428 F2d 1365 Bridge Corporation of America v. American Contract Bridge League Inc
428 F.2d 1365
BRIDGE CORPORATION OF AMERICA, Appellant,
The AMERICAN CONTRACT BRIDGE LEAGUE, INC., et al., Appellees.
United States Court of Appeals, Ninth Circuit.
June 25, 1970.
Rehearing Denied August 18, 1970.
Fred Flam (argued), Wm. G. Tucker, Richard T. Drukker, of Flam & Flam, Chase, Rotchford, Drukker & Bogust, Los Angeles, Cal., for appellant.
Julian von Kalinowski (argued), Irwin F. Woodland, Kenneth M. Poovey, Kenneth W. Anderson, of Gibson, Dunn & Crutcher, Los Angeles, Cal., for appellees.
Before HAMLEY and KILKENNY, Circuit Judges, and POWELL, District Judge.*
POWELL, District Judge.
In 1964 Bridge Corporation of America (BCA) instituted this action against American Contract Bridge League, Inc. (ACBL) and several of its agents for relief for claimed violations of the Sherman Act, 15 U.S.C. §§ 1, 2, violations of the Cartwright Act, Cal. Bus. & Prof.Code §§ 16720, 16726 and 16758, and for unlawful interference with prospective business advantage. The court below dismissed the three causes of action and this court reversed and remanded for further proceedings. 366 F.2d 779 (9th Cir. 1966).
Upon remand the case was tried first on the issue of liability. The district court concluded at the close of that trial that the plaintiff had failed to meet its burden of proof and entered judgment for the defendants. The plaintiff has again appealed.
Appellee, ACBL, was organized in 1937 as a non-profit corporation for the purpose of conducting and sanctioning bridge tournaments and determining the rank of bridge players by the issuance of ratings and master points. At the time this suit was commenced ACBL had approximately 185,000 members who were organized into geographical units. The units participate in over 500 sectional and regional tournaments. At these tournaments bridge players win master points for national ranking. Since bridge players compete to win master points and since ACBL is the only organization which awards master points it is without competition in the field of organized bridge tournaments. Although individual units are in many respects autonomous they are never free from the overall supervision of ACBL since it must approve unit bylaws and conditions of play before it will sanction a tournament.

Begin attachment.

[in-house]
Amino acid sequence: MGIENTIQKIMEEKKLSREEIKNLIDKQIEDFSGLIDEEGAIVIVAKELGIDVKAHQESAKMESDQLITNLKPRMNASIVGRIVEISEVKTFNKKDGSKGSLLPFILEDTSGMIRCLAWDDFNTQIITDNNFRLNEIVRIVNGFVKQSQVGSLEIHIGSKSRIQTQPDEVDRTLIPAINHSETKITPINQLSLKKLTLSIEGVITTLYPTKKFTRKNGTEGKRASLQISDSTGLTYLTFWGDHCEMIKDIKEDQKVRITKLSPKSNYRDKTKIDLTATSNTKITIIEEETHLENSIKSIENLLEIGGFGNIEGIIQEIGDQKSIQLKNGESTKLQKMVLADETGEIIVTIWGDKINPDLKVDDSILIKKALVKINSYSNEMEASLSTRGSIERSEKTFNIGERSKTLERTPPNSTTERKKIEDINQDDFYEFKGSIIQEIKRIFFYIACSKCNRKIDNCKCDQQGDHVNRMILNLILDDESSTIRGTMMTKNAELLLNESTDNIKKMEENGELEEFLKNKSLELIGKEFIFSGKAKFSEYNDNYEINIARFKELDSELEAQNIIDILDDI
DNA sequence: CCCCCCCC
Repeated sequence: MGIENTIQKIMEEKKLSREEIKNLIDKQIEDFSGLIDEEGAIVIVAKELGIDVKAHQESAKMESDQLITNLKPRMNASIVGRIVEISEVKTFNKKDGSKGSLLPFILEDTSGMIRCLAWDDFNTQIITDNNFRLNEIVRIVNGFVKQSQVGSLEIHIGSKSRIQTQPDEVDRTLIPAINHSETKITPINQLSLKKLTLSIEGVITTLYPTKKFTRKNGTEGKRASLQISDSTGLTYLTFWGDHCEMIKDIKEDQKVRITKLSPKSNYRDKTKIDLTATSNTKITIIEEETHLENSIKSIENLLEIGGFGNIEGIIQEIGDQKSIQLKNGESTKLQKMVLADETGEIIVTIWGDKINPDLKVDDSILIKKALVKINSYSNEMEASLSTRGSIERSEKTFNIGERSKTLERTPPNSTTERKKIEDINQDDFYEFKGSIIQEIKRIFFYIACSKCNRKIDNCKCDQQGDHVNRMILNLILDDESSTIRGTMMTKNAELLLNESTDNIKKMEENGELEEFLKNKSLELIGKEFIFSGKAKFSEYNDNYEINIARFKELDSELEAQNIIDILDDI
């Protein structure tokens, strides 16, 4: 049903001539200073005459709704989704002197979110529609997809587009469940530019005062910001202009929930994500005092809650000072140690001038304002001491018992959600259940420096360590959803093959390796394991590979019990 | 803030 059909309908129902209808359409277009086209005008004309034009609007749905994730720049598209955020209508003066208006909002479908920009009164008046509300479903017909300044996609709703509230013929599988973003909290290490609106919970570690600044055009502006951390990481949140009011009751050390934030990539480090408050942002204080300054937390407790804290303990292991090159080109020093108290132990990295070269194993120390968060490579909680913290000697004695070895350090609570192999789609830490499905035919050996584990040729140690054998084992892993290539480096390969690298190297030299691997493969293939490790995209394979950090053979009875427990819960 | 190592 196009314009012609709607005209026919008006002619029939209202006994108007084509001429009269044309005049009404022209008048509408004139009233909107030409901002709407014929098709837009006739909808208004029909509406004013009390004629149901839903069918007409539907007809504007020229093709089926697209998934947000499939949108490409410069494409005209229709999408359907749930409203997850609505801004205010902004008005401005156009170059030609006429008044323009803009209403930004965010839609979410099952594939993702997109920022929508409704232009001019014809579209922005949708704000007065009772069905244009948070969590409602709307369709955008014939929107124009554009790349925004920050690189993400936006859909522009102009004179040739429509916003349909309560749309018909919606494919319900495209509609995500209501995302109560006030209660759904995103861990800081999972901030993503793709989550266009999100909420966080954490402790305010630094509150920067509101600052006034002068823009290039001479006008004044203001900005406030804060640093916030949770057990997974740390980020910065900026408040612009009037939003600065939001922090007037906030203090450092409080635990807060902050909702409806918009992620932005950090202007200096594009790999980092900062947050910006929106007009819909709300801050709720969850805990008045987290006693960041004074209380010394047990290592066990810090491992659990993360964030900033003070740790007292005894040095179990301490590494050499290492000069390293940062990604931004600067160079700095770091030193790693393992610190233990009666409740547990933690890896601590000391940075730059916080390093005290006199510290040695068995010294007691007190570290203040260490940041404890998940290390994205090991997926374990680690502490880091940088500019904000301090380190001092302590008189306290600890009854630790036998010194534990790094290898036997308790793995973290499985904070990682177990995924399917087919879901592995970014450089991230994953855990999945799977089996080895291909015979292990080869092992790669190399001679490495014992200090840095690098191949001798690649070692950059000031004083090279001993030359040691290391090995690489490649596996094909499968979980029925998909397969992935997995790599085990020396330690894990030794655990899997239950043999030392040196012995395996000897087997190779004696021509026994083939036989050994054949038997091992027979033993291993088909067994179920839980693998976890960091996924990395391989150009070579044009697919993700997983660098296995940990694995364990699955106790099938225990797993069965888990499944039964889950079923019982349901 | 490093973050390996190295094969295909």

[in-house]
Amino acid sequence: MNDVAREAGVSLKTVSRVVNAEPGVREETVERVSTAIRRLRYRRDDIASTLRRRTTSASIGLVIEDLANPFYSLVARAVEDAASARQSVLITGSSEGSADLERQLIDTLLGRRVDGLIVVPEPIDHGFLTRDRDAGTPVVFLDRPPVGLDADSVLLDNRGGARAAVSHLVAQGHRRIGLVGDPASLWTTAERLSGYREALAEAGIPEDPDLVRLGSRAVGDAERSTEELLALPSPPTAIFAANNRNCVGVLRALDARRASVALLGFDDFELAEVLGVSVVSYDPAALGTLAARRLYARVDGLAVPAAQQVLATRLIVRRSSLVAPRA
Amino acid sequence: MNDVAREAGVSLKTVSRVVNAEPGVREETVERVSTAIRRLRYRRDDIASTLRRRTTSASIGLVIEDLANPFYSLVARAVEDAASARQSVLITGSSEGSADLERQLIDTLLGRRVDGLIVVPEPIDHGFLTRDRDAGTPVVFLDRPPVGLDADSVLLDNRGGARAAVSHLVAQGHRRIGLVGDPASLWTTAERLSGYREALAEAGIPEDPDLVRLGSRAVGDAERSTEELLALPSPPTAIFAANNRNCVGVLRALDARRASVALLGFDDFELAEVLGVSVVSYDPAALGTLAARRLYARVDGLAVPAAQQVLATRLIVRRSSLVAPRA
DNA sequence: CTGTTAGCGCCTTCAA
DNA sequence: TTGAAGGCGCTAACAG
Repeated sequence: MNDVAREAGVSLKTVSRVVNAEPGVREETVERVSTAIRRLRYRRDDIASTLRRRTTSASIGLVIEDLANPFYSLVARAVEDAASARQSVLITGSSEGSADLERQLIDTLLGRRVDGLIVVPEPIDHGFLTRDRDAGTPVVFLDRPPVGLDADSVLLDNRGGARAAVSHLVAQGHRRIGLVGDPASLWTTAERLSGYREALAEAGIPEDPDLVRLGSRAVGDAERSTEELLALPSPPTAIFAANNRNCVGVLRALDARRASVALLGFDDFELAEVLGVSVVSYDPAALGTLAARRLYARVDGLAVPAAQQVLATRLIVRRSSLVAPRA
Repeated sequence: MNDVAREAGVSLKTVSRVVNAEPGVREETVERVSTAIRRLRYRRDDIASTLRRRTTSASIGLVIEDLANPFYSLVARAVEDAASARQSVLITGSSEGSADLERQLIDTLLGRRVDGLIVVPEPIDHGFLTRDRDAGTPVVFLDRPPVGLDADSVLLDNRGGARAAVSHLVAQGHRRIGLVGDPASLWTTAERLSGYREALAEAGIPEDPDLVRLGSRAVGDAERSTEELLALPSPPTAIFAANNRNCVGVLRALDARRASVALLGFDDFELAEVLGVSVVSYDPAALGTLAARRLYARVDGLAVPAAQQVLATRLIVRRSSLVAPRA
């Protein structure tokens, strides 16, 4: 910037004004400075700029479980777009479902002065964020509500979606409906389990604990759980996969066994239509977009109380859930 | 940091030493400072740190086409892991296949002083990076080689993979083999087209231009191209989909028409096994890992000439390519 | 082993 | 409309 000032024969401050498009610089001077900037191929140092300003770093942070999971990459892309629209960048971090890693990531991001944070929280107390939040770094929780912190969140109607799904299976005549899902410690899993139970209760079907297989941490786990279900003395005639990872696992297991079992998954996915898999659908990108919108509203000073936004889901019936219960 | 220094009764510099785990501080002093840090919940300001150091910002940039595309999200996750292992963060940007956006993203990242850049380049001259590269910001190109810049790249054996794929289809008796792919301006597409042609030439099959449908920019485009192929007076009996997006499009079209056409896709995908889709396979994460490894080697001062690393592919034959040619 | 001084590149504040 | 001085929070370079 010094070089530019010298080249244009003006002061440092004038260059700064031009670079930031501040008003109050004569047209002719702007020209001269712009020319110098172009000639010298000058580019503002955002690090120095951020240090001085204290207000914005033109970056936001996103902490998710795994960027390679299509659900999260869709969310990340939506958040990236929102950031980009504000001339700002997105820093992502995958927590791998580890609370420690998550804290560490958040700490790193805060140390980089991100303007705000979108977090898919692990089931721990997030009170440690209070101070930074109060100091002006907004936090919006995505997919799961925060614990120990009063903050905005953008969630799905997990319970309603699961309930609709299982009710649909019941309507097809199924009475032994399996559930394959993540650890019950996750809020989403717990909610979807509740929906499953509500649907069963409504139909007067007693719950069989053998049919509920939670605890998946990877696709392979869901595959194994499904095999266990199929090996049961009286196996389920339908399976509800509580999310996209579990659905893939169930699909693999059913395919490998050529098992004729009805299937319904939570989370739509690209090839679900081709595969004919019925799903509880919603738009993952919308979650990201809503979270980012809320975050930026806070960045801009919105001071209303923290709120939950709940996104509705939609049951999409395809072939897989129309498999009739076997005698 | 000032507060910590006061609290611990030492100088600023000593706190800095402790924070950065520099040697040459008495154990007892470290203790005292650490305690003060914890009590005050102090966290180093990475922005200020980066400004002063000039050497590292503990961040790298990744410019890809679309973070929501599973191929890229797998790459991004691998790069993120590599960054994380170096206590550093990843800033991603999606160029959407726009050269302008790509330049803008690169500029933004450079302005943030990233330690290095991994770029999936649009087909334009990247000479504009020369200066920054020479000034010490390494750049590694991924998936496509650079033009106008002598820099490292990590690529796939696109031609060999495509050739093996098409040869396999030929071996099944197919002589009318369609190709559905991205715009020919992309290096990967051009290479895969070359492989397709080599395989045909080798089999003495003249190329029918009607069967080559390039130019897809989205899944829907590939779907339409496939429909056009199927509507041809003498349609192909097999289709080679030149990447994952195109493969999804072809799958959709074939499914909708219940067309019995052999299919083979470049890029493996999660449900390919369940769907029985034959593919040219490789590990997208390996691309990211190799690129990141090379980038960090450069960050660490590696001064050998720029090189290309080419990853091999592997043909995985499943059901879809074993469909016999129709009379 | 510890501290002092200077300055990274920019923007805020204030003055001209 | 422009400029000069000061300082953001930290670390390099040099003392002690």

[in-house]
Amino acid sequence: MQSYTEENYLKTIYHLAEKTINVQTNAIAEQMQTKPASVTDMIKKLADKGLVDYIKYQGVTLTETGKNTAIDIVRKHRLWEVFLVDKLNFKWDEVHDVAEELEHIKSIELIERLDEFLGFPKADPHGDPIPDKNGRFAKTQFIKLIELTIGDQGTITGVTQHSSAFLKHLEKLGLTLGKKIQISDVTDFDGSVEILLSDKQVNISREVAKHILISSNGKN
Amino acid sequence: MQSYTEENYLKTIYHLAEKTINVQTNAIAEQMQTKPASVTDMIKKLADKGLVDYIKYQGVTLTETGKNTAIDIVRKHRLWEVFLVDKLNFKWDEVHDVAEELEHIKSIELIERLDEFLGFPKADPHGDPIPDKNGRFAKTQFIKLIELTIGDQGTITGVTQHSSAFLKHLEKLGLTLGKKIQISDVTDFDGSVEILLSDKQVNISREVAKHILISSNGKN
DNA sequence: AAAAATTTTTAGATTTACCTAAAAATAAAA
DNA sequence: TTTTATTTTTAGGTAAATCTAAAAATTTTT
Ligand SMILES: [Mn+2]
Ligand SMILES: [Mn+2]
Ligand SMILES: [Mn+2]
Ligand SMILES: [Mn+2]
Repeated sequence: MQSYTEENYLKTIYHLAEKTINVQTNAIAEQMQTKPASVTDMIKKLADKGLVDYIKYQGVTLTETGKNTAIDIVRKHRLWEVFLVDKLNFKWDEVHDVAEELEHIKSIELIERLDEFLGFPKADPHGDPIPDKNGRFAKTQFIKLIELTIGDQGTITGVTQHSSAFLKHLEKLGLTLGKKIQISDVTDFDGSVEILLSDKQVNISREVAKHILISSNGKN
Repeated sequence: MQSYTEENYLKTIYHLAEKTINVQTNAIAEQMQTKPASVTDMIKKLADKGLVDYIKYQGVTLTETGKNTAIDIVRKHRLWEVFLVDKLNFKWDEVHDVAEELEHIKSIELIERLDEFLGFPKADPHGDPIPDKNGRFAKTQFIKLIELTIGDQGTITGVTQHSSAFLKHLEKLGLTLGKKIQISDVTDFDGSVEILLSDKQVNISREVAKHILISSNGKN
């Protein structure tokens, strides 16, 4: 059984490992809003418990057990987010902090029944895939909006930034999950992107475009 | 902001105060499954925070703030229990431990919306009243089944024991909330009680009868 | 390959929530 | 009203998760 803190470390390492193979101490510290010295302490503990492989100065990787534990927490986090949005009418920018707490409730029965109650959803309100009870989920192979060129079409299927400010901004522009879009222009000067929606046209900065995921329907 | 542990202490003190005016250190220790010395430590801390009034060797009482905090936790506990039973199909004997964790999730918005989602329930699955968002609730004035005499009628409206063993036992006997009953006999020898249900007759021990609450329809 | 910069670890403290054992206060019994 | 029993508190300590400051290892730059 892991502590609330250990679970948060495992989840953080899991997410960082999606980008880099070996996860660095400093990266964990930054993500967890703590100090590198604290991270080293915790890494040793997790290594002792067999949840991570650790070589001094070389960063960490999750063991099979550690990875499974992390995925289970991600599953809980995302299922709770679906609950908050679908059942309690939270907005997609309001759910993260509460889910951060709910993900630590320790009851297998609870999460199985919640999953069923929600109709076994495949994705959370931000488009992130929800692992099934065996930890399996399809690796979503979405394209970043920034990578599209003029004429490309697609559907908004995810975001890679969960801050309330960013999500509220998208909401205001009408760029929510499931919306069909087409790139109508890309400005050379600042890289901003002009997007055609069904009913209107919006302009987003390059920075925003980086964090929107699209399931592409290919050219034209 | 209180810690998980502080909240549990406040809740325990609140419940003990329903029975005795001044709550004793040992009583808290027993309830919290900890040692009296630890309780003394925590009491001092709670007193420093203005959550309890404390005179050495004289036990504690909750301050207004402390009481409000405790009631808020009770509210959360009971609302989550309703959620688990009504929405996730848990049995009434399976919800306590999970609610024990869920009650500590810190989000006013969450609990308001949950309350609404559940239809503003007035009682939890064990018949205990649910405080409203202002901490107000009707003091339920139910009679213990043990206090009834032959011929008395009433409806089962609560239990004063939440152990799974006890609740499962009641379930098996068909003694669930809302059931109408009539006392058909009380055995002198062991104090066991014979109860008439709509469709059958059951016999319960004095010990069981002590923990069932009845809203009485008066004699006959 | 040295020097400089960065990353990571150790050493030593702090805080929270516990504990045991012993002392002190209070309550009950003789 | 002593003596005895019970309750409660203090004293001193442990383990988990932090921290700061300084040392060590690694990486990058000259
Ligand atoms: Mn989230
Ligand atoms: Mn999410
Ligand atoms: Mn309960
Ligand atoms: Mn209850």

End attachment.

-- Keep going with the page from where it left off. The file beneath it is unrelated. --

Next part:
By demanding uniformity in the handling of bridge competitions the ACBL has maintained the integrity of the master point system and thus has insured continued player interest in organized bridge league tournaments.
This suit grew out of a dispute concerning the use of a specialized portable digital computer system for scoring duplicate bridge tournaments.
In 1961 a representative from the technical staff of the ACBL, Col. Baldwin, wrote to the now president of BCA, Mr. Flam, about an article appearing in the New York Times on a patent application by Mr. Flam for a computerized tournament bridge scoring system. Mr. Flam testified that he recognized that in order to promote his business he would have to work through League components (units), if not the national headquarters.
In subsequent correspondence Mr. Flam said he expected to have a completed pilot model in April 1962. Col. Baldwin wrote back stating that the League would welcome a computerized scoring method at a cost comparable to the existing manual method. Following a meeting between Col. Baldwin and Mr. Flam in Houston and another in Los Angeles Mr. Flam agreed to modify his computer to the League's system approach.
In May of 1963 the modified computer was ready for initial testing and was demonstrated in small tournaments at Redlands and Riverside. Based on the success of those demonstrations Mr. Flam reached an agreement with the director of the upcoming Riverside-Redlands tournament to score their sectional. After that agreement was reached, but before the tournament was conducted, Mr. Flam wrote to Col. Baldwin suggesting a personal demonstration in Los Angeles when Col. Baldwin would be there for the summer nationals. At that time the board of directors of ACBL would be conducting their meeting in Los Angeles.
The demonstration was given and the board members were invited to attend when their meeting adjourned. The managing officer of ACBL, Mr. Landy, visited the demonstration but was only able to stay for 10 or 15 minutes. While there he learned of the contract with BCA for the upcoming Riverside-Redlands tournament. Shortly thereafter Mr. Landy called Mr. Flam and told him that the League would not sanction the Riverside-Redlands tournament if the computer was used to score. It was suggested that Mr. Flam demonstrate the computer to the technical staff and board of directors of ACBL at the fall national tournament in Florida. Mr. Flam wrote back stating that due to the expense of coming to Florida and the time it would take from his other work he could not attend.1 Mr. Flam then requested a member of the board of directors of ACBL, Mr. Andersen, to present a resolution providing for the use of his computer at sanctioned tournaments. Mr. Andersen discussed the resolution with Mr. Landy in advance of the board meeting. It was agreed between them that it would not be presented for the board's consideration.